Saturday, May 14, 2011

Bankers and Bonuses: does size matter?

Are bankers overpaid? Maybe and maybe not. Compared to whom? I want to make an unfashionable suggestion: they should get higher bonuses - but in a different way. In stock, not in stock options. Bankers should co-own banks.
To receive bonuses in the form of stock options makes directors want to increase short-tern share value - and it rewards them when they sell them.The idea is that in this way their interests and the interest of stockholders are aligned. First, it is only half true. Second, it is only half true.
First, because the prime interest of investors is dividend, the interest of first-level speculators is share value. And the interest of second-level speculators is volatile share values. Second, because bonuses don’t align. Alignment would mean that directors get extra paid when the stock goes up, and pay back when it gets down. But they cash when things get well, and they don’t pay when things get rough. The intelligence of shareholders apparently has its limitations, just as with ordinary mortals.

Directors, especially directors of banks should get bonuses in the form of shares, shares that can only be sold when they leave the firm and not faster than 10% a year. That will tie them to the long-term success of their firms. That will align their interest much better with the shareholders - and with the personnel by the way. Employee-owned stock can be administered by a foundation that issues certificates, which may make the whole operation cost less.

It could be argued that this is less tax-avoiding. Oh my! It could be argued that it makes people dependent on their successors. Oh my! Often, directors leave after impressive feats that bring their hidden costs out in the open long after they left. The proposed solution would make people interested in having good successors. Nothing wrong with that.

Altogether, this would mean that as to bonuses, size doesn’t matter that much. It is the kind of bonus that matters.

2 comments:

  1. The issue is not about bonuses but more about the underlying philosophy of how to run a business.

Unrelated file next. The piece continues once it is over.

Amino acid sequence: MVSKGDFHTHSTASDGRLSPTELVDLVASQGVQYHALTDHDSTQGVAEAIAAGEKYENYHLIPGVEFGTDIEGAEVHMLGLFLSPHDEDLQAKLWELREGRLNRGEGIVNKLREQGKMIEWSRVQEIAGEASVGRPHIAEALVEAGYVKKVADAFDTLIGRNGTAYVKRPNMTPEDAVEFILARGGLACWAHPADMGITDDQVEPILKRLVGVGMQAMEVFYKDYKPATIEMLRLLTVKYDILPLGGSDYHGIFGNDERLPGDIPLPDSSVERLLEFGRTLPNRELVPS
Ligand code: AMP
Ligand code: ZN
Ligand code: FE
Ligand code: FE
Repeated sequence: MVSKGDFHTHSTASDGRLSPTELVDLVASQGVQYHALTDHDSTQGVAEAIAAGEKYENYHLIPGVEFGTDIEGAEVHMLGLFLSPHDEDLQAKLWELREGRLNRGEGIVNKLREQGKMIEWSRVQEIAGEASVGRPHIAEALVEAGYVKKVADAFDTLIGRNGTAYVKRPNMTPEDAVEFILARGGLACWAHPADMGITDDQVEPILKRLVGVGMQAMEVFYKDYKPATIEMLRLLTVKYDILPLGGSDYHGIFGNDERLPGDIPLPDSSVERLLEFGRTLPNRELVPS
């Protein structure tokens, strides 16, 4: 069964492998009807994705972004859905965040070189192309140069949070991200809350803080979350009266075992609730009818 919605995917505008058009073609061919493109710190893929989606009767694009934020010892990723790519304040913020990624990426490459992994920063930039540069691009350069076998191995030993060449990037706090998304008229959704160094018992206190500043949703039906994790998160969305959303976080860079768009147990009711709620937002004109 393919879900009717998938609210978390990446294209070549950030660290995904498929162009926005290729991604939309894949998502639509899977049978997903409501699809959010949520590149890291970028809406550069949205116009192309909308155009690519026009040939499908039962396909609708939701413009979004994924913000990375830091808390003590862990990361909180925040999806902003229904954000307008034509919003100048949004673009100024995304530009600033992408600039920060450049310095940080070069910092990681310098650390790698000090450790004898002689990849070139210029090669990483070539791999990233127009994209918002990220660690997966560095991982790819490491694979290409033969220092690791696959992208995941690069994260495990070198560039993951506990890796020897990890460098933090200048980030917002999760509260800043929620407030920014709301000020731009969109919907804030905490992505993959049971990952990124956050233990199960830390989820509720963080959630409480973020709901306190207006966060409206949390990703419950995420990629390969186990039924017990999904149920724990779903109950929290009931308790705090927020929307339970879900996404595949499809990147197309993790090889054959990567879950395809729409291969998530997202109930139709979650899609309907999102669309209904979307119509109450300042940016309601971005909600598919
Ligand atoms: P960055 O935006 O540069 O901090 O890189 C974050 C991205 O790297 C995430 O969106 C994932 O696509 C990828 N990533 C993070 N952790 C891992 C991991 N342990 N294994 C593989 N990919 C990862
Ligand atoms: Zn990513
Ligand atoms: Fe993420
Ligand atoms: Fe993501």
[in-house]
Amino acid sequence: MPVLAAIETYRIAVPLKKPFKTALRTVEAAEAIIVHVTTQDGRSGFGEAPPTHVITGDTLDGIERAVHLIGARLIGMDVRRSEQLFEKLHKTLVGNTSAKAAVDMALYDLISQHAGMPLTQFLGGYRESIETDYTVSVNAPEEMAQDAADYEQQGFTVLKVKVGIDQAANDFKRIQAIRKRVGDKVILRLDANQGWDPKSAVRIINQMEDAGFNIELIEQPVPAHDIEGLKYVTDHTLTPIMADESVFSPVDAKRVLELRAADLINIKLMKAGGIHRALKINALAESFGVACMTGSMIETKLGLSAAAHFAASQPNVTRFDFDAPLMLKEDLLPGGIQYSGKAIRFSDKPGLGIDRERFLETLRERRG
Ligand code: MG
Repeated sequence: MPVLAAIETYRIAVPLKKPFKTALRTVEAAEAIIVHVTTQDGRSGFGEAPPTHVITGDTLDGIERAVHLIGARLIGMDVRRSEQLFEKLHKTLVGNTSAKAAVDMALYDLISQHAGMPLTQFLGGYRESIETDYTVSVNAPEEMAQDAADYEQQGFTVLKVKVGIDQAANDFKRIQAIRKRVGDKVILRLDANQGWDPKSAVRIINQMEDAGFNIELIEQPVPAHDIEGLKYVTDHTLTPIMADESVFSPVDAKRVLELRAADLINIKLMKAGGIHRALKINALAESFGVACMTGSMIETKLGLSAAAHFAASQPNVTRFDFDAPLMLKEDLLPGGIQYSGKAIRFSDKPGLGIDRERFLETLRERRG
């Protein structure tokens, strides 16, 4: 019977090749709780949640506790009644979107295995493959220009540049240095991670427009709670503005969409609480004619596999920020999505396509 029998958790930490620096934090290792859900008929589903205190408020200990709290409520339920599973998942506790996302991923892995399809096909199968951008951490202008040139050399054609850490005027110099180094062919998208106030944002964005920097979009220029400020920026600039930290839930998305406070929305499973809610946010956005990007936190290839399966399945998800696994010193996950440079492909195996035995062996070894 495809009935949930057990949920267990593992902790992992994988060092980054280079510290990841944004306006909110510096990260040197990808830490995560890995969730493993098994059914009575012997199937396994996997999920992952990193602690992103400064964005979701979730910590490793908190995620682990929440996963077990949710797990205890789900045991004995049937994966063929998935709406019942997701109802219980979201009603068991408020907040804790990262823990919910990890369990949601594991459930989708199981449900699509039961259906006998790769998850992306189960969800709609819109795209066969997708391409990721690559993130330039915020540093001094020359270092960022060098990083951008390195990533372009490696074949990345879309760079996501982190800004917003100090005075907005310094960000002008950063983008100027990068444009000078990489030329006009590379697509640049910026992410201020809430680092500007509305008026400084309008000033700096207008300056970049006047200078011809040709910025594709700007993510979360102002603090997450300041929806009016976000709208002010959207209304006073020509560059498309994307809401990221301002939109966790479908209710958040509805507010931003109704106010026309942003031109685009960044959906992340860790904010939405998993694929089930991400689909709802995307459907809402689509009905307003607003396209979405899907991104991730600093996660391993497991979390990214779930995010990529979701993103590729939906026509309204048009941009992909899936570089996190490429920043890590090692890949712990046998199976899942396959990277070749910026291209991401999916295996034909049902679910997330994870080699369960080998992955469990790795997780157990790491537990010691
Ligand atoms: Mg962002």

Around the early nineties the shareholders value was introduced as opposed to people value. The long term strategy of the companies were replaced by short term quarterly results, to please the shareholders. This induced the change of attitude of the managers: they did everything to reach their quarterly results. This attitude was even amplified when the bonuses were introduced. What was good for the business was changed to what was good for the managers. After that all their actions became focused on short term goals which are protecting their bonuses.
    This lead to decisions which were not in the interest of the company they are working fore since long term strategy did not matter anymore. In some cases it lead to bankruptcy of the company.
    People get used to get bonuses and after a while they think they are entitled to get a bonus.
    In short: when the focus changes from We to I the problems will start. Or spiritual: we tend to forget that we are all connected, there is no I without the other.

    Fons van den Heuvel

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  2. Shortsightedness is the issue. I have limited myself on the aspect of institutionalizing a long-term perspective. What you write about the 90s is right.But I doubt that people value was strong before that.

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